Priscilla Shirer refers to it as ‘margin.’ As a less experienced writer, I’ll refer to it as its simpler term; space. Who wouldn’t want that? Time to rest. Mental and physical capacity to manage the unexpected. The glorious freedom to tackle that pile of ‘stuff’ and get going on those ‘things.’ Meditation. I didn’t want that. Me. When I am on, I’m on. Productivity, efficiency, excellence. When I’m off, I’m tuned out. Trash tv, a glass of wine, copious sleep. But where’s the in-between? That time when you ponder things, or make the tough phone call? Yeah, no. Hard pass. But let’s talk about what these last two years have been for me.
I didn’t know I was tired. But after sequential years of losing my father, my husband leaving, and subsequent single motherhood, I hit a wall. And it wasn’t until I was forced into an extended medical leave that I realized just how tired. There were months for which I honestly couldn’t account. I had never been one to equate busyness to productivity. The opposite, actually. A calendar with overlapping obligations was not something to which I aspired. I was very intentional about resting, but I had not made space for healing. My attempts to maintain normalcy for myself in my work life, and for my son in our home life left me with ZERO bandwidth for anything else. So as I floated in my pool on that leave of absence, the dreaded space began to set in. Thoughts of necessary change were percolating. My mind was not consumed with conference calls and meetings and soccer practice. It was just me, and my newfound BFF (you may know him as Jesus).
I’ve elaborated on my leaving my corporate job, joining a nonprofit for no pay, selling my house, moving in with a friend, starting a new business, and moving to a new town in another post. Those changes were most definitely prompted in those moments of space; whether through intentional meditation or more casual conversations in the car. I have learned how to better manage allowing for those sweet times.
What I’m coming to understand only now, several years since this portion of my journey began, is that I have to be okay leaving the space completely empty, for as long as it needs to remain.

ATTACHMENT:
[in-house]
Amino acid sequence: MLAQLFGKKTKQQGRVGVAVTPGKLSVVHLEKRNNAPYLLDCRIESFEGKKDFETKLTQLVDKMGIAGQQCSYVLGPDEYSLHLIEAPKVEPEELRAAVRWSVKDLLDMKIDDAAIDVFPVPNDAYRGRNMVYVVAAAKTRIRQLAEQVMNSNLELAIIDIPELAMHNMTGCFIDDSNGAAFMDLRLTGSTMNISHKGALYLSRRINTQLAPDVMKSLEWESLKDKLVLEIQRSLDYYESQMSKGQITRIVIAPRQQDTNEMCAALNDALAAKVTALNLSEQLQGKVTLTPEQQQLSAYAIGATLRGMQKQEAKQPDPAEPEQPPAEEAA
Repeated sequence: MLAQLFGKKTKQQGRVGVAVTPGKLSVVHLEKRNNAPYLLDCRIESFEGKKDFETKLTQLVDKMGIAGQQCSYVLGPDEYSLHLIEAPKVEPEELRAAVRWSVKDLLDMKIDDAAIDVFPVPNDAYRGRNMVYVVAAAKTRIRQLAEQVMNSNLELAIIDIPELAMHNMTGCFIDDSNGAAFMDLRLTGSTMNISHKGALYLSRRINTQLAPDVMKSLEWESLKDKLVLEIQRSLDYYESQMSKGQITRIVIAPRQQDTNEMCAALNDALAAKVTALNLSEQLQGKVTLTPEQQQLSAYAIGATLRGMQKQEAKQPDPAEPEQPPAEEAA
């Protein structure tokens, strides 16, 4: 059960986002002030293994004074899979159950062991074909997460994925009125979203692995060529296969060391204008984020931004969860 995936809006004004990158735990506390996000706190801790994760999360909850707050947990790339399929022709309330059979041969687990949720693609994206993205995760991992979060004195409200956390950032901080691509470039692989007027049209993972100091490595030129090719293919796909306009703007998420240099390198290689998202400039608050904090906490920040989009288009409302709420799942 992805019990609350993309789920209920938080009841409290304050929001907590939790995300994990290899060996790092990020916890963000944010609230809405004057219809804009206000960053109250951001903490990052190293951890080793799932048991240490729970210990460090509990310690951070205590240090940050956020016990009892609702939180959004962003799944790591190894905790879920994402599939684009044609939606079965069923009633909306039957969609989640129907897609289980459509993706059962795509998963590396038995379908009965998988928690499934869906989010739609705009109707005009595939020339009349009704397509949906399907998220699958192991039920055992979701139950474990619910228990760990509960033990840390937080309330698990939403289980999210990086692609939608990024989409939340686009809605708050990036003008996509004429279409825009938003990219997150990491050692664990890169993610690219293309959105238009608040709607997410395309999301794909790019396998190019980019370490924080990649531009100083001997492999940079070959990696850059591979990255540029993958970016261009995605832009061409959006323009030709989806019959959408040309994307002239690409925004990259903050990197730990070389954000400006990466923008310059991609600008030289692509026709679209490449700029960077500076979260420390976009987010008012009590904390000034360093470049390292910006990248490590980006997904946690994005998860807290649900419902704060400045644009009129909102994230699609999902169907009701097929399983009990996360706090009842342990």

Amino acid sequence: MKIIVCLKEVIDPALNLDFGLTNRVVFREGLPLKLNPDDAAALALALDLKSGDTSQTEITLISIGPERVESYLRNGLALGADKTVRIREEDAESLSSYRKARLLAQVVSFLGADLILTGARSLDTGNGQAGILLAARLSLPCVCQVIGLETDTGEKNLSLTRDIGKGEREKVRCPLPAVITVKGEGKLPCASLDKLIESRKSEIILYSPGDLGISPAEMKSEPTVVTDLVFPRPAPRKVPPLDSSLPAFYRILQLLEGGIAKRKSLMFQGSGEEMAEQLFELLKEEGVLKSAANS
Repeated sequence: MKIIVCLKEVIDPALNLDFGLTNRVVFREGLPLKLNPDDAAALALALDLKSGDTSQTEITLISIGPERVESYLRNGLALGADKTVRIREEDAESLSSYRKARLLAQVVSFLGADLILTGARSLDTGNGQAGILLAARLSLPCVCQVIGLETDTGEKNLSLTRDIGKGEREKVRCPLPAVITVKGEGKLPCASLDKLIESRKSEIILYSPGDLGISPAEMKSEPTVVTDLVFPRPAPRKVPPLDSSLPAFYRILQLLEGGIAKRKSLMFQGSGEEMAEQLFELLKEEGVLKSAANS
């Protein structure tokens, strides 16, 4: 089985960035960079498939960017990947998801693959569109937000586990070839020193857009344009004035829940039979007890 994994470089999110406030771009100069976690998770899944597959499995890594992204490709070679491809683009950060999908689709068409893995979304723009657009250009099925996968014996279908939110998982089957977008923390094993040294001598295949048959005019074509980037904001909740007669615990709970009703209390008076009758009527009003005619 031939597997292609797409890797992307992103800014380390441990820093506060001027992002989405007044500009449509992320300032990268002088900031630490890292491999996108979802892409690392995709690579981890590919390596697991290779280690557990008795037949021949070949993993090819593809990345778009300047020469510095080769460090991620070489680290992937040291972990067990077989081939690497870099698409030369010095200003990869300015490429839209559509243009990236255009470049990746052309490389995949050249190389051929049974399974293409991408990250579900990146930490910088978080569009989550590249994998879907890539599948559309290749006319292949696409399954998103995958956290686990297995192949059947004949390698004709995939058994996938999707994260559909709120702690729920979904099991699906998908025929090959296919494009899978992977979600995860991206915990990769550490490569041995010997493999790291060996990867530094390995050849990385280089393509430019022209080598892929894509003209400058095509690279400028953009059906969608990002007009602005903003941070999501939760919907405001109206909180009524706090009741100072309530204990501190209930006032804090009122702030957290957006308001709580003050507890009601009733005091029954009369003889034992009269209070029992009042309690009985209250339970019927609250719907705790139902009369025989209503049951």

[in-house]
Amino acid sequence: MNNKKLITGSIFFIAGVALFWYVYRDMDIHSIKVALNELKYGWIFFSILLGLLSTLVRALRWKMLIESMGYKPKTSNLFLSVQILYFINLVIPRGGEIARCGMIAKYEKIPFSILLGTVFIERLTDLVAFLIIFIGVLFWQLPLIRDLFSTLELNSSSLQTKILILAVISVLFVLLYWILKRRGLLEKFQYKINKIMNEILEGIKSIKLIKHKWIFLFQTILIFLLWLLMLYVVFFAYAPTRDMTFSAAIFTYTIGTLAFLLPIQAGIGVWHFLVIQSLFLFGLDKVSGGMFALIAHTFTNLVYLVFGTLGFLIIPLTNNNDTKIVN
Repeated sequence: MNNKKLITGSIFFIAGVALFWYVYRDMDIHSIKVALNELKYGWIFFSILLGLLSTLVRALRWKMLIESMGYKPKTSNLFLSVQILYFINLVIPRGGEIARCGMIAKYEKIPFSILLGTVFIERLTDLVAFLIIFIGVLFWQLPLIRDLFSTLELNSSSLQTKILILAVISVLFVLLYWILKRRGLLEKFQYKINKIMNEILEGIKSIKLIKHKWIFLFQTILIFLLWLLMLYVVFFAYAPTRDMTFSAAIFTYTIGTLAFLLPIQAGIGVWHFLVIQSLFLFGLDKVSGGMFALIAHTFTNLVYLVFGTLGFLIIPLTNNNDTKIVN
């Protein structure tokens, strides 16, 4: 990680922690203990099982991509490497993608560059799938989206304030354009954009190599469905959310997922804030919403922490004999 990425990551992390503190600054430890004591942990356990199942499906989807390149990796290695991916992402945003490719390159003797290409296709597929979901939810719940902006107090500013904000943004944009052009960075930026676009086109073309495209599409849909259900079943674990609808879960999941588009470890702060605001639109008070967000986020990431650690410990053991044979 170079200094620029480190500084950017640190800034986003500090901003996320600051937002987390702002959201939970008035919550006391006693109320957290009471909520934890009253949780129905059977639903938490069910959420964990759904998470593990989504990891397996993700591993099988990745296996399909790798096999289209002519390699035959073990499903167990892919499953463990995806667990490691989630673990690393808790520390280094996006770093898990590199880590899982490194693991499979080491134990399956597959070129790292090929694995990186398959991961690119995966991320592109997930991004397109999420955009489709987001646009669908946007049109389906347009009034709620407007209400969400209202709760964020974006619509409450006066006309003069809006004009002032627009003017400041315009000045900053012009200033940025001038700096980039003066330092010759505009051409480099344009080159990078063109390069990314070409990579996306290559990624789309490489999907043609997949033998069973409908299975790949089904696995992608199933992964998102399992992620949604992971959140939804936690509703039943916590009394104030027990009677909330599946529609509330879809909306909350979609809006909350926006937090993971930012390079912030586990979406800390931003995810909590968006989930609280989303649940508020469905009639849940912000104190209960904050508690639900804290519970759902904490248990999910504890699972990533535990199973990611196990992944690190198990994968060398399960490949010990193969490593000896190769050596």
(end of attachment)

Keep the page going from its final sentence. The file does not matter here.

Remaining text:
So the process is actually two-fold. In the first step, there’s the room you make in your life to allow these thoughtful moments to happen. In the second phase you are left with the fallout of those revelations. So in my case, I found myself without a paying job after 20 years in corporate America. Now what? Or I sold my house and felt uneasy about buying another, so I crashed with a friend. Now what? Or, more recently, I accepted that I needed to stop getting in the way of what God wanted to do in my son’s heart, so I had to let him fully feel all of the pain that I’d been mitigating for 4 years. Now what?
I’m inclined, as I believe are so many of you, to fill the cavernous space with something. Anything. Progress. Therapy. Work. Friends. Planning. Oh, the glorious fragrance of a well-charted plan. In isolation, all of these things are good. But we don’t live lives separate and apart from our actions. If you are filling the void with something of your own making, no matter how good, you are bypassing the ONLY one who knows what lies ahead, and how to get you there. I’ve written before about good versus best, and yes, that applies here as well.
But what I’m really talking about is leaving the desolation alone after He clears the debris.
Don’t try to add landscaping or call in a backhoe to put in a pool. That may well be what He wants for you, but you have to let Him draw up the plans; not you. Logically, any mom would want to protect their kiddo from hurt anywhere, anytime she could. But that may not be what truly shapes him into the man he was created to be. And even when the plans seem to be in full-force, there still needs to be DAILY space made to continue the conversation. What if the business He had me start is not going the direction at all that I’d imagined it would? Just this week, I found myself making small daily plans that would seem perfectly logical for anyone else running a similar business. I paused, checked the plans with the General Contractor, and it was a no-go. What now?
If, through the process of healing and growth, you have found yourself in that in-between place that feels like an abyss, understand that He is the pro at restoring the years you feel have been lost. Don’t try to construct a spaceship to get you back to earth as quickly as possible. Most of us are ill-equipped to man, much less assemble, that ship. He IS working all things together for good, even if you cannot see or fathom it. Leave space for the space.